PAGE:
A high-powered laser destroyed a target missile in flight off the Central California coast in a milestone test of a futuristic but troubled national defense system, the Air Force announced Friday.
A laser weapon mounted on a Boeing jumbo jet tracked the missile as it accelerated over the ocean off the Point Mugu Naval Warfare Center Thursday night, then fired an energy beam that heated the missile until it cracked and broke up, according to statements from the Air Force and two aerospace companies involved in the program.
The test is a boost for a program that has had billions in cost overruns and saw its budget sharply cut last year by Defense Secretary Robert Gates, who called the concept "fatally flawed" and destined it for minimal research-and-development.
While the success of the test is a technological triumph, it won't save the airborne laser program from being placed on life support, a defense analyst said.
"The program results are, unfortunately, two years behind the secretary's decision to cancel the program," said Jim McAleese of Mcaleese and Associates, a lawyer and defense consultant in Virginia who is not affiliated with the project.
The laser program was designed to kill missiles at short range. The 2011 budget for the Missile Defense Agency concentrates instead on two ship-based missiles — the Aegis and the SM-3 — that are more useful for regional conflicts involving, say, Iran or North Korea, Mcaleese said.
"As a practical matter, absent something extraordinary, the program has already receded backwards into a technology incubator as opposed to proceeding into production and fielding," he said.
Companies hail test
During Thursday's test, the so-called Airborne Laser Testbed was flown on a modified Boeing 747-400F that took off from Edwards Air Force Base in the Mojave Desert, Boeing said.
The system used two low-energy lasers to target the missile as it was boosting into the sky from a sea platform, then fired a megawatt-class Chemical Oxygen Iodine Laser, or COIL, according to the Air Force and the Missile Defense Agency.
"While ballistic missiles like the one ALTB destroyed move at speeds of about 4,000 miles per hour, they are no match for a superheated, high-energy laser beam racing towards it at 670 million mph," Northrop Grumman Corp. said in a statement. "The basketball-sized beam was focused on the foreign military asset, as the missile is called officially, for only a few seconds before a stress fracture developed, causing the target to catastrophically split into multiple pieces."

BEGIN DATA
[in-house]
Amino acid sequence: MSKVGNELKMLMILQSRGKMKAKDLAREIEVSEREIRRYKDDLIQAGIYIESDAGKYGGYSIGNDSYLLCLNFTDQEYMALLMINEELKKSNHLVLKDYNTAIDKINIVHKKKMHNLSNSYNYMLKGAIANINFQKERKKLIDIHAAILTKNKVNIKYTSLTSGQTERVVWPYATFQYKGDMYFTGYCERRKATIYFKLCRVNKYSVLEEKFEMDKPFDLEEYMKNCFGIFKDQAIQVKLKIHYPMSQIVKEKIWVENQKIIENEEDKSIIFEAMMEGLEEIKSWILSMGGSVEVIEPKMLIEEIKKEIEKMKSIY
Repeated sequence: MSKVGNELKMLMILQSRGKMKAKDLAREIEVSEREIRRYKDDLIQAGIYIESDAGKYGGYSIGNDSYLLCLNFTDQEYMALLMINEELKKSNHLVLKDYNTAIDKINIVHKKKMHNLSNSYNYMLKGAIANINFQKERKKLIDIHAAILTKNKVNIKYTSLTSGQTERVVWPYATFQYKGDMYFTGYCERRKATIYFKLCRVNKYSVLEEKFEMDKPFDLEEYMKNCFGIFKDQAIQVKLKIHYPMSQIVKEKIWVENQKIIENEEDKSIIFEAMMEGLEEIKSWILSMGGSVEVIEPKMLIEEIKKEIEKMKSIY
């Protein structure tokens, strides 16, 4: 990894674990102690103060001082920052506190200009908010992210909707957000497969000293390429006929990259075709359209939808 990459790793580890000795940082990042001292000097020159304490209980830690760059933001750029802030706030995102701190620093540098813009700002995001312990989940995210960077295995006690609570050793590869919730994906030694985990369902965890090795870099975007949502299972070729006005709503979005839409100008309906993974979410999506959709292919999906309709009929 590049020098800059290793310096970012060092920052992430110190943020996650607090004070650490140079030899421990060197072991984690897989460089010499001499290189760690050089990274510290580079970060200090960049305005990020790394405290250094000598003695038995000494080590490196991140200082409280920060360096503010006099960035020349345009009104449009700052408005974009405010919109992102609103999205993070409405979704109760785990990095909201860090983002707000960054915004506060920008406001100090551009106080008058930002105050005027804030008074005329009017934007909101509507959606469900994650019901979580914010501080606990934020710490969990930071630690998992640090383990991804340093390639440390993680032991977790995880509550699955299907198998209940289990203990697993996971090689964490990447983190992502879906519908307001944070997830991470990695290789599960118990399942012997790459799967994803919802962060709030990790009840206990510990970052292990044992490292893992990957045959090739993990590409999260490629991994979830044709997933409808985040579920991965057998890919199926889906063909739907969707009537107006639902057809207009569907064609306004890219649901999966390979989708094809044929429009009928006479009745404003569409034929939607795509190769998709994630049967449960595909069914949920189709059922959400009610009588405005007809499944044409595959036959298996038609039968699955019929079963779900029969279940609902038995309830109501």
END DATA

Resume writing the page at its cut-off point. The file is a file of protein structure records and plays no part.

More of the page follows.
"This experiment marks the first time a laser weapon has engaged and destroyed an in-flight ballistic missile, and the first time that any system has accomplished it in the missile's boost phase of flight," Boeing Co. said in a statement. "ALTB has the highest-energy laser ever fired from an aircraft, and is the most powerful mobile laser device in the world."
However, the Air Force said the weapon destroyed a solid-fuel target missile in flight on Feb. 3, although the statement did not provide details. It said the same kind of solid-fuel missile was hit by the laser in a second test Thursday night at Point Mugu but the beam shut off before it could destroy the rocket, the Air Force said.
Much of the research on the program was done in Southern California, which would have benefited economically had the program gone operational.
Traces its origin to ‘Star Wars’
The airborne laser program began in 1996 and is one in a series of missile defense programs that originated in President Ronald Reagan's Strategic Defense Initiative in 1983 — the much-maligned "Star Wars" missile shoot-down effort that was criticized as impractical, expensive and overreaching.
The airborne laser program itself was years behind schedule and billions of dollars over budget when the defense secretary decided to cancel money for a second aircraft and opted to shunt the existing weapon into research and development.
"This was supposed to put high-powered lasers on a fleet of 747s," Gates said in a speech last year. "After more than a decade of research and development, we have yet to achieve a laser with enough power to knock down a missile in boost phase more than 50 miles from the launch pad — thus requiring these huge planes to loiter deep in enemy air space to have a feasible shot at a direct hit."
Gates said the program would have needed 10 to 20 operational aircraft at around $1.5 billion each.